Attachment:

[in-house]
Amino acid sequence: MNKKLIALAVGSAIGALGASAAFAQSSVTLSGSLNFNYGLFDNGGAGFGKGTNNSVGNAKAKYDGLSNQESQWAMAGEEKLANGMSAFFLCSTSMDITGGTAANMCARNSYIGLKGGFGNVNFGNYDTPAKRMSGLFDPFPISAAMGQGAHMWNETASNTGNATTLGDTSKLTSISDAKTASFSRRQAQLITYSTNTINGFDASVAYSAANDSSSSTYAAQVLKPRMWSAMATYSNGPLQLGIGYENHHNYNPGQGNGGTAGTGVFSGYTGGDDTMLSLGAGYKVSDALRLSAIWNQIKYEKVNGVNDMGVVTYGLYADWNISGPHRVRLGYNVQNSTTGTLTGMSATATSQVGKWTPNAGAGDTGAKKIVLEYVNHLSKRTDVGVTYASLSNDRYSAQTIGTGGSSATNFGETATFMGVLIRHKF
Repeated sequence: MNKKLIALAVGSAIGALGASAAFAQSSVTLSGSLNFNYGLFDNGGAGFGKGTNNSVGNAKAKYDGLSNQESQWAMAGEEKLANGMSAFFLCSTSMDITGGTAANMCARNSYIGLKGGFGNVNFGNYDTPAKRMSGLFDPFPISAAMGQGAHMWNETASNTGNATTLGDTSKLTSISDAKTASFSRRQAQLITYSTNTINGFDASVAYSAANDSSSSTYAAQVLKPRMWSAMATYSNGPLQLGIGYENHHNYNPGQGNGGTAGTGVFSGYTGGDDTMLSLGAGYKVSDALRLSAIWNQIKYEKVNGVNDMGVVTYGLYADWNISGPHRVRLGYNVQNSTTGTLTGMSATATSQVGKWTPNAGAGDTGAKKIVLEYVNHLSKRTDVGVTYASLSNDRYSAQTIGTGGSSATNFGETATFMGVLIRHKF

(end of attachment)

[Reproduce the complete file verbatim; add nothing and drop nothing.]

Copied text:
[in-house]
Amino acid sequence: MNKKLIALAVGSAIGALGASAAFAQSSVTLSGSLNFNYGLFDNGGAGFGKGTNNSVGNAKAKYDGLSNQESQWAMAGEEKLANGMSAFFLCSTSMDITGGTAANMCARNSYIGLKGGFGNVNFGNYDTPAKRMSGLFDPFPISAAMGQGAHMWNETASNTGNATTLGDTSKLTSISDAKTASFSRRQAQLITYSTNTINGFDASVAYSAANDSSSSTYAAQVLKPRMWSAMATYSNGPLQLGIGYENHHNYNPGQGNGGTAGTGVFSGYTGGDDTMLSLGAGYKVSDALRLSAIWNQIKYEKVNGVNDMGVVTYGLYADWNISGPHRVRLGYNVQNSTTGTLTGMSATATSQVGKWTPNAGAGDTGAKKIVLEYVNHLSKRTDVGVTYASLSNDRYSAQTIGTGGSSATNFGETATFMGVLIRHKF
Repeated sequence: MNKKLIALAVGSAIGALGASAAFAQSSVTLSGSLNFNYGLFDNGGAGFGKGTNNSVGNAKAKYDGLSNQESQWAMAGEEKLANGMSAFFLCSTSMDITGGTAANMCARNSYIGLKGGFGNVNFGNYDTPAKRMSGLFDPFPISAAMGQGAHMWNETASNTGNATTLGDTSKLTSISDAKTASFSRRQAQLITYSTNTINGFDASVAYSAANDSSSSTYAAQVLKPRMWSAMATYSNGPLQLGIGYENHHNYNPGQGNGGTAGTGVFSGYTGGDDTMLSLGAGYKVSDALRLSAIWNQIKYEKVNGVNDMGVVTYGLYADWNISGPHRVRLGYNVQNSTTGTLTGMSATATSQVGKWTPNAGAGDTGAKKIVLEYVNHLSKRTDVGVTYASLSNDRYSAQTIGTGGSSATNFGETATFMGVLIRHKF